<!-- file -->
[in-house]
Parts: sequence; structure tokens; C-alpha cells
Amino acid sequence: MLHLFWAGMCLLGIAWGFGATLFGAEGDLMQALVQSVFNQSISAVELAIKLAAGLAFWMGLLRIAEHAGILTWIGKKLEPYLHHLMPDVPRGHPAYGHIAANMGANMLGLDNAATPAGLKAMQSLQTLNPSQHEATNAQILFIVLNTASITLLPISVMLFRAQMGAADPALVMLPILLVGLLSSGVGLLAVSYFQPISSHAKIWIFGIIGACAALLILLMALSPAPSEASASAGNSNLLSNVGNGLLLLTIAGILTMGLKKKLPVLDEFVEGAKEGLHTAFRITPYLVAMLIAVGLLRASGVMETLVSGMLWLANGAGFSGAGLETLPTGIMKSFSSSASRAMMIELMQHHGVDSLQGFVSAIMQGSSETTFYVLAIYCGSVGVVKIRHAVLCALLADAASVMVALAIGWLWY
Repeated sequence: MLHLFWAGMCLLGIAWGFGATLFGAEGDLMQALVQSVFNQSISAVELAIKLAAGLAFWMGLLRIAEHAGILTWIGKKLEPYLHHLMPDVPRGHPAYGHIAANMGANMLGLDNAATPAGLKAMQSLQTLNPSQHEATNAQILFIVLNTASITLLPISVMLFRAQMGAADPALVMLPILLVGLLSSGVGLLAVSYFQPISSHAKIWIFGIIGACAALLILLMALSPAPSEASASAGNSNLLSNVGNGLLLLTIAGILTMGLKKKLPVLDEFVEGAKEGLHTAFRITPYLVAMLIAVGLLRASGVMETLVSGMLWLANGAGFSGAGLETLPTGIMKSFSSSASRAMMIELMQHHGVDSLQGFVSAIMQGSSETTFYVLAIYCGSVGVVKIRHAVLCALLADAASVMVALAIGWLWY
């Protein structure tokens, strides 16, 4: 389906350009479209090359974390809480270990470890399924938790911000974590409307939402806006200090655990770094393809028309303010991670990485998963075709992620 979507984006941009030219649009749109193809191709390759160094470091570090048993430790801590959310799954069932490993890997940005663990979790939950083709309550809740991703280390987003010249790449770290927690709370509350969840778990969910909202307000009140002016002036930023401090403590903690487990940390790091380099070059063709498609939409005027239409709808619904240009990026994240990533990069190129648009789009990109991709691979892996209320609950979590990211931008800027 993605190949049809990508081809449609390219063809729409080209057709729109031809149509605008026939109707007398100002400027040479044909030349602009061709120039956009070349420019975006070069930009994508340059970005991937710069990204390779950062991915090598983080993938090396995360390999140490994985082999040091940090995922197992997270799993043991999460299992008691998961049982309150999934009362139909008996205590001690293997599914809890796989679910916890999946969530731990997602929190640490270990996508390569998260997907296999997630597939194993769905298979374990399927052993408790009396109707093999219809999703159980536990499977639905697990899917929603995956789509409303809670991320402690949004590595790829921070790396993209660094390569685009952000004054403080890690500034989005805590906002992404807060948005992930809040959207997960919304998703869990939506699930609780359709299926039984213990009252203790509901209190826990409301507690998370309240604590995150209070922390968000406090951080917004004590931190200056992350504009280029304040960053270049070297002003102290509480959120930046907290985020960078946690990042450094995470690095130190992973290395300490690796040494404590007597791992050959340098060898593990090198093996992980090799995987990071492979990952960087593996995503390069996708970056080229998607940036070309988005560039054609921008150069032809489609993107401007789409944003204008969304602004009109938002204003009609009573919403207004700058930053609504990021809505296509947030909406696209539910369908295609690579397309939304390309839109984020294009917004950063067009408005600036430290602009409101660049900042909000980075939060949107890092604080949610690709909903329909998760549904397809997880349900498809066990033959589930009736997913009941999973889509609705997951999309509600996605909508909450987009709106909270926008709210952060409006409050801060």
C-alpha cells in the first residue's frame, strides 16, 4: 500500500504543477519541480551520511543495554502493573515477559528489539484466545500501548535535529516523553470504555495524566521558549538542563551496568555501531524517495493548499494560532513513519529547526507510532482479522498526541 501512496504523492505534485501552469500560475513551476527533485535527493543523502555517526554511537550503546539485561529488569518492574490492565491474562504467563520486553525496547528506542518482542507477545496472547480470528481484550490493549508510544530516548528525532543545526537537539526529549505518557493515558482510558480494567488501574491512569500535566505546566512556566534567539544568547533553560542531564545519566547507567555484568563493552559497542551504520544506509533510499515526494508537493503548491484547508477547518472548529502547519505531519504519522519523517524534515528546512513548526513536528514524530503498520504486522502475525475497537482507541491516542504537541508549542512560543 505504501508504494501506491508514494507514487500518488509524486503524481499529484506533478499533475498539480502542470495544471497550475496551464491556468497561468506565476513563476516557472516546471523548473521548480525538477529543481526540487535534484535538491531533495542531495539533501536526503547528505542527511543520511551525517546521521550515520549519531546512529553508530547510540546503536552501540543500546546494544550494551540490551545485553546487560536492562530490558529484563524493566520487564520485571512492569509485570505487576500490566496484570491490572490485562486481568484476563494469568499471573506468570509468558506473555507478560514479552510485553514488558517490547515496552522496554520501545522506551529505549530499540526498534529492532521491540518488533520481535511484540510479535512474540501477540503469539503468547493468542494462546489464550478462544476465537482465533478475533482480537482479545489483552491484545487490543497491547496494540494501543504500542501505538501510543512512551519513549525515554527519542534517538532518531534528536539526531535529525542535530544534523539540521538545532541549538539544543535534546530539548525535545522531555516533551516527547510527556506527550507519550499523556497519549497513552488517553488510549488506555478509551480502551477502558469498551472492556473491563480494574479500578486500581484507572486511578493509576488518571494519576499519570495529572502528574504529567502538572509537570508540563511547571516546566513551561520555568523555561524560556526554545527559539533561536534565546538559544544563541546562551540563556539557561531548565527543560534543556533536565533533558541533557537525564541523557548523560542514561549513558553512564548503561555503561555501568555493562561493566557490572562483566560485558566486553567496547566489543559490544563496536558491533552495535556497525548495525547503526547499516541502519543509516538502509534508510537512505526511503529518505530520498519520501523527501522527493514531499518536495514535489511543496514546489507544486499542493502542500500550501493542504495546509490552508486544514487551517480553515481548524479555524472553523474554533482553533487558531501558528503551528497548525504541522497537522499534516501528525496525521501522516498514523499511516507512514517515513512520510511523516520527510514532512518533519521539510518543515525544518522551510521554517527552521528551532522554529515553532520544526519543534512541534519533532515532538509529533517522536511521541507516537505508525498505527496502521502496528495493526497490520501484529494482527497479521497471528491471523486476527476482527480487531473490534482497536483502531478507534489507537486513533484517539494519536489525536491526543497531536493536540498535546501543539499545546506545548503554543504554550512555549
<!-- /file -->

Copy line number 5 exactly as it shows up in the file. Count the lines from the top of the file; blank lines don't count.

């Protein structure tokens, strides 16, 4: 389906350009479209090359974390809480270990470890399924938790911000974590409307939402806006200090655990770094393809028309303010991670990485998963075709992620 979507984006941009030219649009749109193809191709390759160094470091570090048993430790801590959310799954069932490993890997940005663990979790939950083709309550809740991703280390987003010249790449770290927690709370509350969840778990969910909202307000009140002016002036930023401090403590903690487990940390790091380099070059063709498609939409005027239409709808619904240009990026994240990533990069190129648009789009990109991709691979892996209320609950979590990211931008800027 993605190949049809990508081809449609390219063809729409080209057709729109031809149509605008026939109707007398100002400027040479044909030349602009061709120039956009070349420019975006070069930009994508340059970005991937710069990204390779950062991915090598983080993938090396995360390999140490994985082999040091940090995922197992997270799993043991999460299992008691998961049982309150999934009362139909008996205590001690293997599914809890796989679910916890999946969530731990997602929190640490270990996508390569998260997907296999997630597939194993769905298979374990399927052993408790009396109707093999219809999703159980536990499977639905697990899917929603995956789509409303809670991320402690949004590595790829921070790396993209660094390569685009952000004054403080890690500034989005805590906002992404807060948005992930809040959207997960919304998703869990939506699930609780359709299926039984213990009252203790509901209190826990409301507690998370309240604590995150209070922390968000406090951080917004004590931190200056992350504009280029304040960053270049070297002003102290509480959120930046907290985020960078946690990042450094995470690095130190992973290395300490690796040494404590007597791992050959340098060898593990090198093996992980090799995987990071492979990952960087593996995503390069996708970056080229998607940036070309988005560039054609921008150069032809489609993107401007789409944003204008969304602004009109938002204003009609009573919403207004700058930053609504990021809505296509947030909406696209539910369908295609690579397309939304390309839109984020294009917004950063067009408005600036430290602009409101660049900042909000980075939060949107890092604080949610690709909903329909998760549904397809997880349900498809066990033959589930009736997913009941999973889509609705997951999309509600996605909508909450987009709106909270926008709210952060409006409050801060």